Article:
Newsweek 6/14/19: The 9/11 VCF Should be Made Permanent

The 9/11 Victim Compensation Fund Must Be Made Permanent—It’s the Least We Can Do | Opinion

On May 14, Candidus Henry died from glioblastoma, a rare brain cancer. His death added to the growing number of Americans killed by the September 11 attacks. He worked construction, and after the attacks he was assigned to Ground Zero, where he washed dust and cleaned debris off trucks as they left the pile of toxic rubble that once was the Twin Towers.

On Tuesday, June 11, his widow, Anesta Maria St. Rose Henry, testified in front of the House Committee on the Judiciary, sitting in front of two of their children, whom she is now raising alone. She told Congress about Candidus and the hole he left behind—a hole only made larger by the fact that, because her husband died last month instead of two years ago, she and her family will not receive a full award from the September 11th Victim Compensation Fund.

The VCF, created to provide financial support for 9/11 first responders, survivors and their families, is expiring next year, and, making matters worse, running out of money. The special master of the fund announced in February that because of a budget shortfall, they were forced to start cutting awards to these heroes by 50 to 70 percent to extend the fund’s life. The Henrys are one of the families devastated by this reduction.

And there are far too many stories like the Henrys’—of pain, suffering and illness.

NY Post 6/13/19: Now It is the Senate’s Duty to Move Fast on 9/11 Bill

Now it’s the Senate’s duty to move fast for hurting 9/11 heroes

Tuesday’s dramatic (and embarrassing, to the no-show members) testimony plainly did the trick: The House Judiciary Committee this week unanimously passed the bill to extend the 9/11 Victim Compensation Fund through 2090. It’s time for the Senate to get moving.

The bill sponsored by Rep. Carolyn Maloney (D-NY) will clearly pass the full House once it gets its official Congressional Budget Office fiscal-impact “score.” So any senators with doubts or questions should raise them now, so a fix can make it into law immediately.

The need is urgent: Because the fund is short of cash, it has had to slash by up to 70% of its payouts to cover the medical bills of workers exposed to toxins in post-9/11 rescue and cleanup operations.

Which is why cancer- and chemo-ravaged Detective Luis Alvarez felt compelled to head to DC to demand action.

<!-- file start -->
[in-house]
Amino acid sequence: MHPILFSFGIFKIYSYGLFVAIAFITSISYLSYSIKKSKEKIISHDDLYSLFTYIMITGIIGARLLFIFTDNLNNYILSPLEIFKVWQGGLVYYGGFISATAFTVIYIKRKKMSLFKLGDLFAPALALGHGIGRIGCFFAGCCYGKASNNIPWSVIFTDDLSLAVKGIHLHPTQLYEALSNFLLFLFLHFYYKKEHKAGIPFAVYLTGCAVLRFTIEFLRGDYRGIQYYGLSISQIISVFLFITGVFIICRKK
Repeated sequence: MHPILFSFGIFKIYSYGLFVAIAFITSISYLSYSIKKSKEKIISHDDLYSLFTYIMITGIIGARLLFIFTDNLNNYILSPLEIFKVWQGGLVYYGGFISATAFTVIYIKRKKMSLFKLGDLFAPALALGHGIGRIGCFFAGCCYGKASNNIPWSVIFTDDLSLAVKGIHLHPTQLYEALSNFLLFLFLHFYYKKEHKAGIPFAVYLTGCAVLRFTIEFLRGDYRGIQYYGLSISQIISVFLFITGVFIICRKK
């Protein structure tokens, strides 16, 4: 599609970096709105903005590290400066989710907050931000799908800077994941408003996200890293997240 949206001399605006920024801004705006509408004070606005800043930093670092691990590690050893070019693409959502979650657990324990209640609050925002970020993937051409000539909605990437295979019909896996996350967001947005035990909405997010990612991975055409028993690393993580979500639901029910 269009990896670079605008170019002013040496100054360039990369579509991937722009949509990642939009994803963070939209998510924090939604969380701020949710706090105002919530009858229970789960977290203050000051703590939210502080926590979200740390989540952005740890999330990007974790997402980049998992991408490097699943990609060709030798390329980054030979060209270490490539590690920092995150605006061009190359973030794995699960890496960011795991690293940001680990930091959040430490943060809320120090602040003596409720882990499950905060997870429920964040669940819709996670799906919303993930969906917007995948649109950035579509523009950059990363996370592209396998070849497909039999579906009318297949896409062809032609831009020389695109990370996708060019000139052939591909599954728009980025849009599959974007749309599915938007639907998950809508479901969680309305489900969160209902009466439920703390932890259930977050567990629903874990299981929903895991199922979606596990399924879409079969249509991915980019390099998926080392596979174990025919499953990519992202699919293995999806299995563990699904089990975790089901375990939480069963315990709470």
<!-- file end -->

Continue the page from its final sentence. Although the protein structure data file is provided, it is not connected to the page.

The Senate may not want to sign on to renewing the fund for 70 years before looking at why it’s fallen so short of cash now. But it needs to authorize enough money right away to let full payouts resume.

And it needs to get on board with fast passage of a long-term fix so that the cash crunch doesn’t return — and so that no hurting hero like Alvarez ever again has to interrupt treatment to travel to Washington to demand simple justice.

Ending this disgrace needs to be a top priority for the Senate — starting with Majority Leader Mitch McConnell.

Vulture 6/11/19: Jon Stewart Yells at Congress for Ignoring 9/11 Responders

Jon Stewart Yelled at Members of Congress for Ignoring 9/11 First Responders

Jon Stewart in the Capitol on Tuesday, June 11. Photo: Jim Lo Scalzo/EPA-EFE/Shutterstock

We don’t hear much anymore from Jon Stewart, the former Daily Show host whose regular “eviscerations” of deserving targets were once the subject of so many blog posts. But on Tuesday, he emerged for a moment from his comfortable retirement to lash out at Congress from inside the Capitol.

The occasion? The 9/11 Victim Compensation Fund is running out of money “and has had to slash payouts to ailing responders and survivors by more than half,” according to the Daily News. The fund, which was last reauthorized in 2015, set aside $7 billion to help cover the costs associated with post-9/11 illnesses. They’re costs that retired NYPD Bomb Squad Detective Louis Alvarez knows well. On Wednesday, he is set to undergo his 69th round of chemotherapy for 9/11-linked cancer. On Tuesday, he told the committee, “It is my goal and my legacy to see that you do the right thing for all 9/11 responders.”

Stewart, who has long used his platform to advocate on behalf of 9/11 first responders, spoke after Alvarez and began by criticizing the committee members who were not seated before him. According to CBS News, a “little over half of the 14-member subcommittee members were present, mostly Democrats.”